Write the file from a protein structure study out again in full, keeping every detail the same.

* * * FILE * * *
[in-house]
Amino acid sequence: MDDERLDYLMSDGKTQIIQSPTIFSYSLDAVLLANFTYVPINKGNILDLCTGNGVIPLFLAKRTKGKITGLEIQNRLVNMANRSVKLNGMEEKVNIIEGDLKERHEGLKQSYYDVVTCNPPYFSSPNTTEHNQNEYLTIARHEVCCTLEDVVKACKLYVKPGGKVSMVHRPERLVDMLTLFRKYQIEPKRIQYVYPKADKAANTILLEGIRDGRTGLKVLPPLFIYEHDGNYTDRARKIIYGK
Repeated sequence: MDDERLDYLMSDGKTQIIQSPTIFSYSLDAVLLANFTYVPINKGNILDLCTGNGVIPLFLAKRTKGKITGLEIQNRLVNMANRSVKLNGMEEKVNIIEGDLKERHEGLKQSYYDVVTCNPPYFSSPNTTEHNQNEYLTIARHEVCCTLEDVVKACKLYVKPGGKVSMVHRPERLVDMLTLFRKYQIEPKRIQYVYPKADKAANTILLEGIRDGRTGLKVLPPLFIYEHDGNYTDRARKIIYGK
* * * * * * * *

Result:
[in-house]
Amino acid sequence: MDDERLDYLMSDGKTQIIQSPTIFSYSLDAVLLANFTYVPINKGNILDLCTGNGVIPLFLAKRTKGKITGLEIQNRLVNMANRSVKLNGMEEKVNIIEGDLKERHEGLKQSYYDVVTCNPPYFSSPNTTEHNQNEYLTIARHEVCCTLEDVVKACKLYVKPGGKVSMVHRPERLVDMLTLFRKYQIEPKRIQYVYPKADKAANTILLEGIRDGRTGLKVLPPLFIYEHDGNYTDRARKIIYGK
Repeated sequence: MDDERLDYLMSDGKTQIIQSPTIFSYSLDAVLLANFTYVPINKGNILDLCTGNGVIPLFLAKRTKGKITGLEIQNRLVNMANRSVKLNGMEEKVNIIEGDLKERHEGLKQSYYDVVTCNPPYFSSPNTTEHNQNEYLTIARHEVCCTLEDVVKACKLYVKPGGKVSMVHRPERLVDMLTLFRKYQIEPKRIQYVYPKADKAANTILLEGIRDGRTGLKVLPPLFIYEHDGNYTDRARKIIYGK